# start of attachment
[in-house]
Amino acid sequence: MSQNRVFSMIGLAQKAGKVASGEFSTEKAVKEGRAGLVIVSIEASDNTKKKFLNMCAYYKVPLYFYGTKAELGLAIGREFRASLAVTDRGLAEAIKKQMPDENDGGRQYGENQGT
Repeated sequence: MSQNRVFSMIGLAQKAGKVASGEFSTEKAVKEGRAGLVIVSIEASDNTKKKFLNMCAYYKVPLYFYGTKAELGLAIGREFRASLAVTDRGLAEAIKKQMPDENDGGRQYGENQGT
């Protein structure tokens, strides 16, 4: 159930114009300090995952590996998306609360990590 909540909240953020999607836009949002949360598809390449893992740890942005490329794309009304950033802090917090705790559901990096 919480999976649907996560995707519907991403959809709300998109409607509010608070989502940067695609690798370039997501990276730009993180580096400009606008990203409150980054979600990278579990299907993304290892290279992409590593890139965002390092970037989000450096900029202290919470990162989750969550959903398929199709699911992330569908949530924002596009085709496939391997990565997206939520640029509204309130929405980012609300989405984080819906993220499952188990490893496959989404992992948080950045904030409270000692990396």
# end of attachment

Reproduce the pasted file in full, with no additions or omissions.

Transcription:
[in-house]
Amino acid sequence: MSQNRVFSMIGLAQKAGKVASGEFSTEKAVKEGRAGLVIVSIEASDNTKKKFLNMCAYYKVPLYFYGTKAELGLAIGREFRASLAVTDRGLAEAIKKQMPDENDGGRQYGENQGT
Repeated sequence: MSQNRVFSMIGLAQKAGKVASGEFSTEKAVKEGRAGLVIVSIEASDNTKKKFLNMCAYYKVPLYFYGTKAELGLAIGREFRASLAVTDRGLAEAIKKQMPDENDGGRQYGENQGT
């Protein structure tokens, strides 16, 4: 159930114009300090995952590996998306609360990590 909540909240953020999607836009949002949360598809390449893992740890942005490329794309009304950033802090917090705790559901990096 919480999976649907996560995707519907991403959809709300998109409607509010608070989502940067695609690798370039997501990276730009993180580096400009606008990203409150980054979600990278579990299907993304290892290279992409590593890139965002390092970037989000450096900029202290919470990162989750969550959903398929199709699911992330569908949530924002596009085709496939391997990565997206939520640029509204309130929405980012609300989405984080819906993220499952188990490893496959989404992992948080950045904030409270000692990396």